The worse thing is that all that gets statically linked into your final container image.

There used to be a time that when you had a very severe C library bug, all you needed to do was update it on your hosts, reboot, done. People in the '80s and '90s worked really hard to add dynamic linking, etcetera, to Unix. Precisely to enable this level of system management.

Now, we’re twenty years later and people actively promote containerized microservices which are exactly the sort of statically linked executables that were so hard to manage and prompted dynamic linking.

Now, you run your 50-microservice PaaS with a couple of thousand instances and the CVE lands on glibc - everybody has to rebuild and redeploy everything.

It’s beyond stupid, frankly, and I’m waiting for the day that Docker will sport “dynamic container linking”, so a perfectly fine wheel gets reinvented in the most horrendously complex way imaginable, because that’s how Sillicon Valley (where, alas, too much of our tooling gets built) rolls.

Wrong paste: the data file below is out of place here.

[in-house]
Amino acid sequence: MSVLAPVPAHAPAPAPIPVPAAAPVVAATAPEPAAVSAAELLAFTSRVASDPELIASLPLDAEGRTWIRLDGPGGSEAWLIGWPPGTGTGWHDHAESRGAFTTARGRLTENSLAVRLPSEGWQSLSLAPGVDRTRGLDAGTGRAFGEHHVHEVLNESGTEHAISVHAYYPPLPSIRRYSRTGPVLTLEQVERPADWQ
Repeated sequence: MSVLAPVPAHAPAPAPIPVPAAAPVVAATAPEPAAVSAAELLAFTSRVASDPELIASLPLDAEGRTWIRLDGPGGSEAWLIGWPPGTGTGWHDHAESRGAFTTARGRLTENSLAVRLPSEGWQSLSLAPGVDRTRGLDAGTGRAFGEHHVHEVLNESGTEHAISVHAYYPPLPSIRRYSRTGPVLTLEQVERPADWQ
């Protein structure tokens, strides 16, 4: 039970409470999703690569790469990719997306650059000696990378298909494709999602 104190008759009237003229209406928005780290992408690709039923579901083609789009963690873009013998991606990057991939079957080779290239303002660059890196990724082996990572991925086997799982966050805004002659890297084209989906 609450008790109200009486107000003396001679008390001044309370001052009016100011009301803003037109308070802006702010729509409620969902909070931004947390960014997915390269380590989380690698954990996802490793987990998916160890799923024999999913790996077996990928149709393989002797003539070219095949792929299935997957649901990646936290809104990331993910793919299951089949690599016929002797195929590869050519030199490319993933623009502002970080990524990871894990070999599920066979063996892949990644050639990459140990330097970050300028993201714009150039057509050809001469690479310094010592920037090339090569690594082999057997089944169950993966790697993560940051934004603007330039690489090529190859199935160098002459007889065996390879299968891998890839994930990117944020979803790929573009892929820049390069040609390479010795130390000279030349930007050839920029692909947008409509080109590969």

GUI tools using docker:


Docker + Compose in development was a game changer for us. It used to take, at minimum, an entire day for new hires to get all the dependencies they needed to get a project working. The more junior the hire the longer it took. Now it only takes 15 min. Most people forget they’re in a container after a while so the experience is mostly seamless. This setup also makes jumping around to different projects a breeze.

I know this is one of those hot button topics for developers. I’ve been called many things for advocating this setup. However, I can’t argue with results. It’s worked wonders for us.

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How big is your team? I think that makes a big difference on if this investment in a standardized development infrastructure and tooling makes sense.

Took me zero in a previous job where we used Boxen to configure development laptops. After the initial run, all the code was checked out, compiled, and ready to roll. Automating this on Linux, of course, would’ve been even easier, probably just a single apt package.